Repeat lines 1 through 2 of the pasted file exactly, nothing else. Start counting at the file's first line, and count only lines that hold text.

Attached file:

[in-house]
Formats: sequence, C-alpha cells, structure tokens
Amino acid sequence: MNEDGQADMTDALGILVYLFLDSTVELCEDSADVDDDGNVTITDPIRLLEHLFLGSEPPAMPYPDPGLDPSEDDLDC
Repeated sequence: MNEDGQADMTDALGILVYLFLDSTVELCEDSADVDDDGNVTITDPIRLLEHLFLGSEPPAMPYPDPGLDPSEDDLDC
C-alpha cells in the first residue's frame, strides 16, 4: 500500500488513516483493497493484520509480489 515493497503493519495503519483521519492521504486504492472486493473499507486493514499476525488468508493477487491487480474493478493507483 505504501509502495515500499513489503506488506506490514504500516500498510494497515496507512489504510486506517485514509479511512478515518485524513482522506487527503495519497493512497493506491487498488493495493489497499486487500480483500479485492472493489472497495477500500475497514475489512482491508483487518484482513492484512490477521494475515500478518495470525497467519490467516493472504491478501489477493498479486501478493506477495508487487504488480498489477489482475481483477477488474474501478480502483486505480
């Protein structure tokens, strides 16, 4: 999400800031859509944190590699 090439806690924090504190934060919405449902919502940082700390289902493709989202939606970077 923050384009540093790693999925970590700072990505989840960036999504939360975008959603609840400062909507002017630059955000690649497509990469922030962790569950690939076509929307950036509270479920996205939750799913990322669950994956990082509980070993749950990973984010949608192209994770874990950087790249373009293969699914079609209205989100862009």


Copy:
[in-house]
Formats: sequence, C-alpha cells, structure tokens